And we started that with File Sharing. You are uploading all of these documents to engage with for the submission of your license. Well, why don’t the regulators just come into OneComply and get them, and it’s more secure. You can have conversations, you can request information directly in OneComply, and it’s really been driven by our clients.

Our clients reached out to the regulator and said “instead of using Dropbox, can we just use OneComply since the information is already there and I don’t have to duplicate it.” So that was kind of our back-end strategy of getting the regulators aware that there are companies that are third party that really do care about this industry, that are trying to create efficiencies on the regulator side.

Traditionally what we’ve done with innovation is we’ve taken from others. And we’ve seen that a lot. They pulled stuff off the shelf from banking and said, “well, it works in banking and banking is stable, so let’s take it.”

Banking and casinos may seem similar, but they’re not. And they’re radically different. And I think that’s why there’s been a lot of struggles on the AML side. There’s been regulatory bodies that said, we’re over the licensing process. Let’s get a liquor licensing product and put it in gaming. And it hasn’t worked.

I think there are more regulators that are open to innovation, and that’s a really good thing to see both on the customer facing side, but certainly on their side as well. And I think there’s a tremendous opportunity to start bridging that gap of whether it is a product that’s going directly to the regulators that now the applicants are interfacing, we’re tying them.

And I also think that’s where we can really do something fantastic in the industry if we’re starting to use centralized databases and that’s what we provide for our customers to engage with regulators. What about a centralized data to allow regulators to engage with the same set of data? We now have 31 jurisdictions for sports betting.

So now let’s think about if there’s this change that happens in Ohio, does New Jersey know about it? I think the better we do that we’re going to keep people onside because we’re being open and gaming is an industry where everything eventually comes to light. It always does, and that’s why regulators are good at what they do.

It just sometimes takes a month and sometimes it takes a decade, but those things always come to light and they are very impactful.

Jesse: I also want to ask about it from the operator side. And you touched upon, I guess just innovation in general within the industry. And I guess, from my perspective sitting here, I’m talking to a lot of entrepreneurs that are looking to innovate and, and effect change within the industry.

So a lot of new people coming into the space and with the entry of so many new innovative companies and entrepreneurs, most don’t come with the background in the industry like yourself.

Curious if you can talk a bit about what are some of the pitfalls that maybe you would caution some of these entrepreneurs on what are some of these mistakes they could avoid to prevent accruing regulatory debt over?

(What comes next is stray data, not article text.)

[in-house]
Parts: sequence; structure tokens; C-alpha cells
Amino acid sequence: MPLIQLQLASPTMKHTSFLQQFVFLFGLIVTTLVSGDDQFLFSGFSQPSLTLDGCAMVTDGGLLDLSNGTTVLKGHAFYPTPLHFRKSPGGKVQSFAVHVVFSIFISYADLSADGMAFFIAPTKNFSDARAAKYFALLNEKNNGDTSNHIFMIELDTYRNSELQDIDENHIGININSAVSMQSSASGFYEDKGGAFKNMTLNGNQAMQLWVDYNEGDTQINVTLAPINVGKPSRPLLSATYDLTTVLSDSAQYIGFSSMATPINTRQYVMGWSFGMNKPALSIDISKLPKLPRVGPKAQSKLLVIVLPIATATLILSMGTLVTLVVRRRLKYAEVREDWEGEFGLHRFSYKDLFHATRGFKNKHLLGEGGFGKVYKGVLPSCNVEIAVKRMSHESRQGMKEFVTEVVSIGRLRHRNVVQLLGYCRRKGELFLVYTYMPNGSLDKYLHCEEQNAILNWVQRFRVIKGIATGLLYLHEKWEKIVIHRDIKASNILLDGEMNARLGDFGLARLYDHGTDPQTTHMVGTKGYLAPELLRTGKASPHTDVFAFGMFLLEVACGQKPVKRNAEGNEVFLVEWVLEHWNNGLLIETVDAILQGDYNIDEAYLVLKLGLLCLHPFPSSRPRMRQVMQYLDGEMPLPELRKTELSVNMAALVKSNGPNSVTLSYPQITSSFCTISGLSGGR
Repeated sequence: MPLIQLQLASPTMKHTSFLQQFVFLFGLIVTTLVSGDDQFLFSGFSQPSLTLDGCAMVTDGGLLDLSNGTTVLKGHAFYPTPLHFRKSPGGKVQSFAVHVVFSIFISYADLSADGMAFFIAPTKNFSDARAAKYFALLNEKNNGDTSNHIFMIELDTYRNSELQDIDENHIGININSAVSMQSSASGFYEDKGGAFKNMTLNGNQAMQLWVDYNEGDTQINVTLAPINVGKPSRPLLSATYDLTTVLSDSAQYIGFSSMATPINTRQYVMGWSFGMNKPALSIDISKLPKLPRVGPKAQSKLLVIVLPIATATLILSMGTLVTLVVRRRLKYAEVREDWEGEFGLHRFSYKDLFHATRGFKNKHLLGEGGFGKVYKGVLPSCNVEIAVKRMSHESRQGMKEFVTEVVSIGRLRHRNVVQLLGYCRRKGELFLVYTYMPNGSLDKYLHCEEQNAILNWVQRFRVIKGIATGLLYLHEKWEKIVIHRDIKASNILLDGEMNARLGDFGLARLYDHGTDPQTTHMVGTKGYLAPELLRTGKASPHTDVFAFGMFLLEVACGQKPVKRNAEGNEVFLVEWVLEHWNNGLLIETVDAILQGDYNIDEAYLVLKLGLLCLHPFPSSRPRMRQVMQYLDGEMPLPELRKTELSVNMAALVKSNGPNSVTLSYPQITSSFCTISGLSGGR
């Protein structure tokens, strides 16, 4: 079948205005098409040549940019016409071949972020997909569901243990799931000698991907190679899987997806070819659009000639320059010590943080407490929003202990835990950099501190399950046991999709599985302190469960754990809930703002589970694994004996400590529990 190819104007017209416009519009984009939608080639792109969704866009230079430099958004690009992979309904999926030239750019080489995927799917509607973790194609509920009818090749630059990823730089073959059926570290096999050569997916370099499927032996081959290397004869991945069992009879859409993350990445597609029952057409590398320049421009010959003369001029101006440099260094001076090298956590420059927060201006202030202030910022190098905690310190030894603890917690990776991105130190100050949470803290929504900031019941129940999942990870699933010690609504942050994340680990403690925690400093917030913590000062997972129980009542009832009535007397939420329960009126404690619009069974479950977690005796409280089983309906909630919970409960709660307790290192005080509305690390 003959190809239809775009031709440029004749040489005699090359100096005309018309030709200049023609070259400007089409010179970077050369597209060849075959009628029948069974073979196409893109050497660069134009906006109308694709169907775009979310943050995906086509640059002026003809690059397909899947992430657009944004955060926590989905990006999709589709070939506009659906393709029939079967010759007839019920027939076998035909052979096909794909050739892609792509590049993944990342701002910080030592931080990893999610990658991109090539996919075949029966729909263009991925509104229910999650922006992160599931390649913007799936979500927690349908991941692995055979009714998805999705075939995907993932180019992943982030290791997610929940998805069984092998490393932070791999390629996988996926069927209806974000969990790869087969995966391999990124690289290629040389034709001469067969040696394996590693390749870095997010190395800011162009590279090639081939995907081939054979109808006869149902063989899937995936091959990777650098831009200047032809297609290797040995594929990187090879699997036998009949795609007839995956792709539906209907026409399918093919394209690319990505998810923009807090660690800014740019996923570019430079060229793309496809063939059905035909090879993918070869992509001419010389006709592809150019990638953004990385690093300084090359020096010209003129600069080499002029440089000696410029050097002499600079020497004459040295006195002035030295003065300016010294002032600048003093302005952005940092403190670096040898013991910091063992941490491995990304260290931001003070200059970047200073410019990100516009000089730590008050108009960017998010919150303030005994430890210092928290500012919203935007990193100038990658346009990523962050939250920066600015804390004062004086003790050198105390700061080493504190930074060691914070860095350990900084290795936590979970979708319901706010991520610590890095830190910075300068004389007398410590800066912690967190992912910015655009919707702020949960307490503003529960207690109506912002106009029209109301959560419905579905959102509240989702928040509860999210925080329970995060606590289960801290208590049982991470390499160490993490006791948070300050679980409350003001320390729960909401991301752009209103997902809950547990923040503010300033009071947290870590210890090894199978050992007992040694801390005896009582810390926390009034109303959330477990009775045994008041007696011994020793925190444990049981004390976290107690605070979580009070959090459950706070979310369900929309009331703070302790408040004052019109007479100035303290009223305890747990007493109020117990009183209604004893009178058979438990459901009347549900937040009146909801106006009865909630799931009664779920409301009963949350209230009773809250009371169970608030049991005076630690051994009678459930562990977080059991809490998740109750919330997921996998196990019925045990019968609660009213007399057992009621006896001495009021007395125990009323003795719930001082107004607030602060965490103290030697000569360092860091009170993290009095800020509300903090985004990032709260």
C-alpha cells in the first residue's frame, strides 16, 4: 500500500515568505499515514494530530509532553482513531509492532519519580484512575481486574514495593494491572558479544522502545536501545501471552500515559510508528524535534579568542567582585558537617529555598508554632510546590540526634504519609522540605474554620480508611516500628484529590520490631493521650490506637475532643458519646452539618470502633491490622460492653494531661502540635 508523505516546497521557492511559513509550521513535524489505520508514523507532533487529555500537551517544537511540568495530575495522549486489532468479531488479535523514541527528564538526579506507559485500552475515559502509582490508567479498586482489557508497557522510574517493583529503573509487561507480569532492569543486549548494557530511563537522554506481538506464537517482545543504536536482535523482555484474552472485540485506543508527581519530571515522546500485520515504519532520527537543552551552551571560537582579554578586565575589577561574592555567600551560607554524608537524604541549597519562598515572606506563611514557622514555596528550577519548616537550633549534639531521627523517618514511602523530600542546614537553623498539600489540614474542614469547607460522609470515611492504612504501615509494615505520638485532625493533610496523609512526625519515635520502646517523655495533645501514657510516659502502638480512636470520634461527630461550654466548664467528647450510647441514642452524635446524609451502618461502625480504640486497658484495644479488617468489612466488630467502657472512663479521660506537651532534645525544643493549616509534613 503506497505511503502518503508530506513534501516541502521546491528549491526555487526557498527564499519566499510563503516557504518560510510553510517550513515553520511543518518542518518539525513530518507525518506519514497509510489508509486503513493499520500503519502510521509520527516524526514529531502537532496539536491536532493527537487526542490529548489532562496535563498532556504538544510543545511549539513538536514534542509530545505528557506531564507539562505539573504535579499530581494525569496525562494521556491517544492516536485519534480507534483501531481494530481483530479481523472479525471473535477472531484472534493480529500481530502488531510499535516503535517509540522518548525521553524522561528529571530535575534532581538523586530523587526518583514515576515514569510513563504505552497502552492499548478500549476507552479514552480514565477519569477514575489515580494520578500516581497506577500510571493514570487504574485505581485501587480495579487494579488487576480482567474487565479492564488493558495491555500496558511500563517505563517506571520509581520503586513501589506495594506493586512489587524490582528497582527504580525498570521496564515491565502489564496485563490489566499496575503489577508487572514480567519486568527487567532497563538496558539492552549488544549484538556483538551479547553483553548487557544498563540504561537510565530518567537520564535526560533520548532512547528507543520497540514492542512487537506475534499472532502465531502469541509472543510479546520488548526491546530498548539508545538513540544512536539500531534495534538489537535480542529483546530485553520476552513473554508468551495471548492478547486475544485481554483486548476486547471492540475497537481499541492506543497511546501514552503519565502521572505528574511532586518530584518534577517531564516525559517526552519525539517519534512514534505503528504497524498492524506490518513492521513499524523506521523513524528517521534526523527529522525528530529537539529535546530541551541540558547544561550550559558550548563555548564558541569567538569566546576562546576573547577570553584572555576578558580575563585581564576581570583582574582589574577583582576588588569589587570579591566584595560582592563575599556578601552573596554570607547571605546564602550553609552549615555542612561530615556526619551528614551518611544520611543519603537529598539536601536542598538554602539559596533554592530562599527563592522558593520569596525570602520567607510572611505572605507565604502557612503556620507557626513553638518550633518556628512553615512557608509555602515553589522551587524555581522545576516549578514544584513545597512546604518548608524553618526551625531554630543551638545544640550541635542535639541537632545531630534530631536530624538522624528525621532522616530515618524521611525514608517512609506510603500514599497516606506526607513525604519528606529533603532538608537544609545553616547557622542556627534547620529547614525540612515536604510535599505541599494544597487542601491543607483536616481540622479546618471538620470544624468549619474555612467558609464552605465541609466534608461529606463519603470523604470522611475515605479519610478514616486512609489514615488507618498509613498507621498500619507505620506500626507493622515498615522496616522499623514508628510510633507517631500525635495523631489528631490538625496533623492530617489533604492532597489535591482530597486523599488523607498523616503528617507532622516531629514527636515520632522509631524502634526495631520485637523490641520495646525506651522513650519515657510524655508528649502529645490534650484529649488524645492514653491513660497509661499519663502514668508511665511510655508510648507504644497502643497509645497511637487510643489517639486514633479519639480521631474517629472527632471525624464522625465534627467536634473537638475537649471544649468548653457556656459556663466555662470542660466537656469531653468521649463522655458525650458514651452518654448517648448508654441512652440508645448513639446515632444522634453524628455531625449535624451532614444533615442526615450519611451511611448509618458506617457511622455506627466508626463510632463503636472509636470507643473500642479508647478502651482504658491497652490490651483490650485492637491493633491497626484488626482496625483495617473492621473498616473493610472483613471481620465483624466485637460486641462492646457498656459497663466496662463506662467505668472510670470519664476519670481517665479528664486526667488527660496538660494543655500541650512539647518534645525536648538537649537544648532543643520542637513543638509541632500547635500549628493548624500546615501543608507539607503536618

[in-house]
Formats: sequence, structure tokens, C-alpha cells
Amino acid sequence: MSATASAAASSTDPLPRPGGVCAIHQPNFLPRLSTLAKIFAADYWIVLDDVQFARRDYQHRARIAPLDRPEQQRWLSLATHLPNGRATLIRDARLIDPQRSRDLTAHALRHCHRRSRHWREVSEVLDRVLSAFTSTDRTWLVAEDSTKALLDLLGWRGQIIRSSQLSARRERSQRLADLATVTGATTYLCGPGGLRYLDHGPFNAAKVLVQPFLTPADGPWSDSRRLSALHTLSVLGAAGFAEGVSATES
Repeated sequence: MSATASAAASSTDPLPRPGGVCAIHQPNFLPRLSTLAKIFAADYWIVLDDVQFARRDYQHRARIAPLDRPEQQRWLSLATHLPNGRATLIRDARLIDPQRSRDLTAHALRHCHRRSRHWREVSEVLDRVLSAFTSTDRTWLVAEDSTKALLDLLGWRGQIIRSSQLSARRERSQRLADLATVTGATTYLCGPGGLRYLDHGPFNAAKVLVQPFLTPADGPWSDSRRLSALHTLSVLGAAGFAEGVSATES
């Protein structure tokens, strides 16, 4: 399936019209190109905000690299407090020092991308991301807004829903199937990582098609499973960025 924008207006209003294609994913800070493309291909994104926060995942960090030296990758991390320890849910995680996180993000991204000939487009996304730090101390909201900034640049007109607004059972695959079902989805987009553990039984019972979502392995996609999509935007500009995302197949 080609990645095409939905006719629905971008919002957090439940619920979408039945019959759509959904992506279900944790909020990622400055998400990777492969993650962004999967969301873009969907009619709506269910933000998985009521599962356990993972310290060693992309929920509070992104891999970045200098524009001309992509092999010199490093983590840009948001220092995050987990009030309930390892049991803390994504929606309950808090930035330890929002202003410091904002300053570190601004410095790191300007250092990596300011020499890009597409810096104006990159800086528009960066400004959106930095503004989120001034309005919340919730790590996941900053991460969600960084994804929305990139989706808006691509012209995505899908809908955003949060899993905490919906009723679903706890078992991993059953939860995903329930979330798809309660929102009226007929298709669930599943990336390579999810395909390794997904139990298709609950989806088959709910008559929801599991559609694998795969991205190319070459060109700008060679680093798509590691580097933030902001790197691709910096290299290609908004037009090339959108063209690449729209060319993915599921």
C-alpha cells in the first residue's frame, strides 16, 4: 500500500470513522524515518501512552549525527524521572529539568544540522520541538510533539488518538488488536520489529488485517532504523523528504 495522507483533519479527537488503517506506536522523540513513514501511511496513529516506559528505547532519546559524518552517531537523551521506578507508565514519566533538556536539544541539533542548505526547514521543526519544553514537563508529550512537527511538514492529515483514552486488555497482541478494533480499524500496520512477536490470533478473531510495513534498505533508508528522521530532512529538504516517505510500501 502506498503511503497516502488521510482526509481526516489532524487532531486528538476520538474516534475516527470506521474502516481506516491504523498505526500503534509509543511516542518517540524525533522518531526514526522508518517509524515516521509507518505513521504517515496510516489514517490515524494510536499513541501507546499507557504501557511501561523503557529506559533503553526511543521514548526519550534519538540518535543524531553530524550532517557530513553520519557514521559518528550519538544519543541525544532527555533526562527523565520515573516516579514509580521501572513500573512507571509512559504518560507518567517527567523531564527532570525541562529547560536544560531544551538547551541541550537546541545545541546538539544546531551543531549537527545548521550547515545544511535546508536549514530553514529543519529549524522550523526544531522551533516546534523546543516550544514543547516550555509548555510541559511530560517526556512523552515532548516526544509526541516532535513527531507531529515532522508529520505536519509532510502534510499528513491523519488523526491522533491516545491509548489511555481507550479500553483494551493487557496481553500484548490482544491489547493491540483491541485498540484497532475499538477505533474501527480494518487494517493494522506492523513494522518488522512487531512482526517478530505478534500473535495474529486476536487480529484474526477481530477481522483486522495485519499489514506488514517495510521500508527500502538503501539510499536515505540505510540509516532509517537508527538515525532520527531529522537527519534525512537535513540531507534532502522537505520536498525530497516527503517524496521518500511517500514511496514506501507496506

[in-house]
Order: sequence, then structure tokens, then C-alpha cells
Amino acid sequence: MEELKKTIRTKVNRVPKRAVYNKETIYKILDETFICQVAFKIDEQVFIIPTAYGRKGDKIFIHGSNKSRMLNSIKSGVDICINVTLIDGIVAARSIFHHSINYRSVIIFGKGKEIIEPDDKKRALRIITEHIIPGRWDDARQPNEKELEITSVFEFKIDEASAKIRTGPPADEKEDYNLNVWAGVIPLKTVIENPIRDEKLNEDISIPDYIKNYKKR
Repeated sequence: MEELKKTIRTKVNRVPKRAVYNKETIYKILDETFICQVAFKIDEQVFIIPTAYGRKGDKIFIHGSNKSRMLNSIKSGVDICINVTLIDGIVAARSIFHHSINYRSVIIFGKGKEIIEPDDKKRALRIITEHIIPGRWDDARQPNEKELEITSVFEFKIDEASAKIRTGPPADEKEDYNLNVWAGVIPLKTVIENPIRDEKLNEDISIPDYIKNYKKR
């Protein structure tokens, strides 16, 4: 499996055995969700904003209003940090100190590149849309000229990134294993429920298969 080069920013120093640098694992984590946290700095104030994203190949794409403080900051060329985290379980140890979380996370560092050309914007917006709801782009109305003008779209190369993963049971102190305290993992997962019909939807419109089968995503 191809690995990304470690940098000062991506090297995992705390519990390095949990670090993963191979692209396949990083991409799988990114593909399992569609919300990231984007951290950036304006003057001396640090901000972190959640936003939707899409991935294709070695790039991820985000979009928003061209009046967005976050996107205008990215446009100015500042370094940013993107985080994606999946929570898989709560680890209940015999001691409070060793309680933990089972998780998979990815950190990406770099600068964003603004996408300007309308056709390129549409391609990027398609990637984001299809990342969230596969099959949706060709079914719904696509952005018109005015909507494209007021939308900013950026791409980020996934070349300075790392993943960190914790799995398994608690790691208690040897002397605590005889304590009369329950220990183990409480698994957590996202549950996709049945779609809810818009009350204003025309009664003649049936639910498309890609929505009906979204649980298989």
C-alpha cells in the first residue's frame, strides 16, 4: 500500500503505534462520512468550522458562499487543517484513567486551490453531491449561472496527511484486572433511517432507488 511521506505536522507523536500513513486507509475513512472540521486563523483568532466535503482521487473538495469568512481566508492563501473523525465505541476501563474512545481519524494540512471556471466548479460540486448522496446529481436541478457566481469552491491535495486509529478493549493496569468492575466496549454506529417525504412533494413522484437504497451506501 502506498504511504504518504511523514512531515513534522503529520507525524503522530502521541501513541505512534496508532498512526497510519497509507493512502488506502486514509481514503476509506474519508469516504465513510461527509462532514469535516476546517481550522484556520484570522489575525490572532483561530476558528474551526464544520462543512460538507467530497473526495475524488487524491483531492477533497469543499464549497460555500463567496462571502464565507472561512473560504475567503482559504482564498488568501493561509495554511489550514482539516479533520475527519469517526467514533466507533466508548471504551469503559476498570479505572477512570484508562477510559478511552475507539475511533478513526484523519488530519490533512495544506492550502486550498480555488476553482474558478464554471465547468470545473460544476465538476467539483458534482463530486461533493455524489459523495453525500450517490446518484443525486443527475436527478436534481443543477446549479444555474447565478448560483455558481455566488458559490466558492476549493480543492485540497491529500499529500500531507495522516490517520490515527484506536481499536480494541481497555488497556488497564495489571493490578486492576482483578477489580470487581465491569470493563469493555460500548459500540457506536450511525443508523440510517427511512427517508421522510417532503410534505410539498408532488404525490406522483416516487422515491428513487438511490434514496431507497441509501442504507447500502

Cameron: I think the first pitfall and him, it’s become this knee jerk response of going, I’m starting a gaming company so I need a gaming lawyer. I’ve actually had some mutual friends of the podcast have conversations with me saying they are spending so much money on lawyers.

I mean, do you have some skeletons in the closet that you want to figure out how to kind of dig out of and not get in trouble for? No. Okay. What about your business? Oh, my business is six months old. There’s not a lot there that you need legal advice on, certainly on the licensing process.

And I think we’re paying a lot of money to people to review information that is very straightforward. Understanding the process, understanding the requirements, certainly understanding what’s at stake. Pick up the phone and call the regulator and just say, “hey, this is who I am, what do I need to do?”

Because the regulator wants you to file the right things. The regulator doesn’t want to reject you because you forgot something or you missed something, or you answered something incorrectly. They really are a resource. So I think that’s really that first pitfall is, you know, understand that if you are fairly uncomplicated, don’t complicate it, and don’t add that expenditure.

The other thing that I would certainly say is understand that licensing may look like a trophy, it may feel like a trophy when you get it, but you haven’t finished the race. You’ve just started the race. I talk a lot about regulatory debt. You know, when I talk to people and it happens the same way as technical debt, and we talk about startups and technology except it’s less visible.

How many times is technical innovators that we build something and we go, we’re just going to put this in, but we know that we have to redo it. That problem resurfaces a lot during your sprints and during your releases going, God, we got to fix this technical issue. Compliance debt doesn’t do that as much because it’s usually kind of hidden somewhere.

And so it’s really staying on top of what do I need to do? What do I need to do every month? What’s the accountability? Who’s just responsible for this? And that’s everything from holdings to my taxes to my employees. That can get you in a lot of trouble really quickly. And don’t make one person the champion.

I get on a lot of calls with companies where they say, “Mike is the person who’s going to use this system.” Great. And then I got on a conversation with the CEO and he goes, “why do I have to do all this?” Mike can’t help you if you don’t really support what needs to happen.